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DK Metcalf comps: The good, the bad and the ugly Part III

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San Francisco 49ers v Detroit Lions Photo by Mark Cunningham/Detroit Lions/Getty Images

Field Gulls readers first suffered through the receivers who had less than desirable careers in the NFL after displaying size and athleticism that are somewhat similar to DK Metcalf. Then they put up with the piece about those who were disappointing, but definitely a step ahead of those at the bottom.

Well, in the words of Bruce Buffer, “It’s time.”

Or, as fans of the song “In My Mind” might say, “This is what we’re waiting for.”

Since I know all y’all are here for the hype, I’m going to keep this short and sweet and get right into the comps.

Yeah, that’s the good stuff

Player Height Wt 40YD Vertical BenchReps Broad Jump 3Cone Shuttle
Player Height Wt 40YD Vertical BenchReps Broad Jump 3Cone Shuttle
D.K. Metcalf 75 228 4.33 40.5 27 134 7.38 4.5
Andre Johnson 74 230 4.41 39 N/A 132 N/A 4.10*
Calvin Johnson 77 239 4.35 42.5 N/A 139 N/A N/A
Julio Jones 75 220 4.34 38.5 17 135 6.66 4.25
Michael Jenkins 76 218 4.40 34 N/A 126 6.93 4.31
Justin Gage 76 217 4.45 N/A N/A N/A N/A N/A
Donte Moncrief 74 221 4.40 39.5 13 132 7.02 4.3

One quick note about these comps is a comment that has been made regarding the fact that Metcalf is an outlier for certain of these measurements, which is absolutely the case. Specifically, his 27 bench press reps ties him with the highest for any wide receiver at the Combine this millennium. However, there is an interesting common thread among all four wide receivers who hit 27 reps.

First of all, Metcalf was obviously rehabbing following the surgery he had on his neck that caused him to miss the second half of the 2018 seasons. The other three players who hit 27 reps are N’Keal Harry, Greg Little and Brooks Foster. Harry skipped his team’s bowl game in order to avoid any injury risk on the field after the regular season had concluded. Little was declared ineligible by the NCAA for his senior season and sat out the entire 2010 campaign. and Foster suffered a quad injury in the regular season finale and missed his team’s bowl game. In addition, the only other wide receiver to put up 25 or more reps at the combine since 2000 is T.J. Moe of Missouri, whose 2012 Tigers went 5-7 and didn’t make a bowl game.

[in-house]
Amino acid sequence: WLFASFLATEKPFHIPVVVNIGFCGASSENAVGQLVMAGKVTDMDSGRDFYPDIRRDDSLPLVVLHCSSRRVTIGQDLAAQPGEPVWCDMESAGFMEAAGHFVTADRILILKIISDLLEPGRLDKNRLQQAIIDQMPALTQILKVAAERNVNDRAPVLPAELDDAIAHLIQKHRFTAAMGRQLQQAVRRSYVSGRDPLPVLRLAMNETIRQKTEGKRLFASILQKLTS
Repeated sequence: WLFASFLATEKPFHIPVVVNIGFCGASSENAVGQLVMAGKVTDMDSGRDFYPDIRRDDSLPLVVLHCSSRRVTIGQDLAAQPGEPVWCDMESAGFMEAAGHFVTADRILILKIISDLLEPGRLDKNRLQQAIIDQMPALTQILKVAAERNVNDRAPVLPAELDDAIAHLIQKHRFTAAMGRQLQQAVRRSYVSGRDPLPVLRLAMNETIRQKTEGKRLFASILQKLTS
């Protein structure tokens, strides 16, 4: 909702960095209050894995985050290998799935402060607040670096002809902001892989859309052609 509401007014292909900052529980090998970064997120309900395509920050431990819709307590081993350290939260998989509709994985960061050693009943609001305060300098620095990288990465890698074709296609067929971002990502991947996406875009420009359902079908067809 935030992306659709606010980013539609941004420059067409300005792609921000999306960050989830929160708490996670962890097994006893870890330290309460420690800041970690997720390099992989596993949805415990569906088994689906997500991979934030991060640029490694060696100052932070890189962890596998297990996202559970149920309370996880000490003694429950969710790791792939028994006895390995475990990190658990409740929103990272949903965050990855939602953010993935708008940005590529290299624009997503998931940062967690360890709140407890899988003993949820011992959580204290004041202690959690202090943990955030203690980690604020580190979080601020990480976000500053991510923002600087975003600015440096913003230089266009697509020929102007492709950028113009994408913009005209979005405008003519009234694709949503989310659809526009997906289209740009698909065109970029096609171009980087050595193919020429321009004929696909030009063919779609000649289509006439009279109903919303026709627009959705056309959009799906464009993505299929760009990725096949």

In short, every receiver that has done 25 or more reps on the bench press at the combine this century has not practiced with their college team after Thanksgiving. Further, two of the four who hit the top mark of 27 did not practice with their team after mid-October. Thus, perhaps a wide receiver hitting the top mark on the bench press is an indication that the receiver didn’t see their strength and muscle mass sapped by the long period of practices leading up to a bowl game. For an example of this, one need look no further than the Seahawks own Jacob Martin, who lost 25 pounds over the course of the 2018 season, dropping from the mid-240s to 220 by the end of the year according to head coach Pete Carroll earlier this spring.

Whether this idea, which is nothing more than an idea at this point, has any validity I don’t know. However, we know that players lose muscle mass during the grind of a long season and games, while Metcalf last suited up for Ole Miss on October 13 before suffering the season-ending neck injury. Thus, this idea would need to be converted into a testable hypothesis before it even gets granted any kind of status beyond just the idea that it might be something to look into at some point in the future.

In any case, let’s quit talking about the bench press and skipping bowl games and being declared ineligible by the NCAA and get back to what we came here for, how the best receivers who athletically and physically resemble Metcalf performed in the NFL.

Well, well, well. How do you like them apples?

Player Career Yards Best season Draft Position
Player Career Yards Best season Draft Position
Andre Johnson 14185 1598 1.3
Calvin Johnson 11619 1964 1.2
Julio Jones 10731 1871 1.6
Michael Jenkins 4427 777 1.29
Justin Gage 2958 750 5.143
Donte Moncrief 2543 733 3.90

Those top three are highly impressive and need no explanation. Justin Gage in fourth on the list might seem a little out of place since he ended his career with fewer yards than Michael Floyd, who was named to the bad list published Sunday. However, Floyd was a first round pick who has battled alcohol issues since before he was ever selected with the 13th overall selection in the draft, and so the fact that Gage was a fifth round pick changes the evaluation.

In addition, while it might be kind of surprising to see Donte Moncrief included on this list, he remains young, and is set to play the 2019 season in the pass happy offense of the Pittsburgh Steelers at just 26 years of age. Thus, there would seem to be significant potential for Moncrief to materially add to his totals over the next five or six years. This could be especially true if Ben Roethlisberger can continue to play well, as he’s spent the last two seasons catching passes from the likes of Blake Bortles and Jacoby Brissett.

So, wrapping up the three part look at the athletic comps for Metcalf, the potential outcomes are all over the board. Thus, now that the range of potential outcomes has been mapped, it’s possible to begin looking at more predictive factors and projecting how he might perform in the NFL based on the production he posted in college.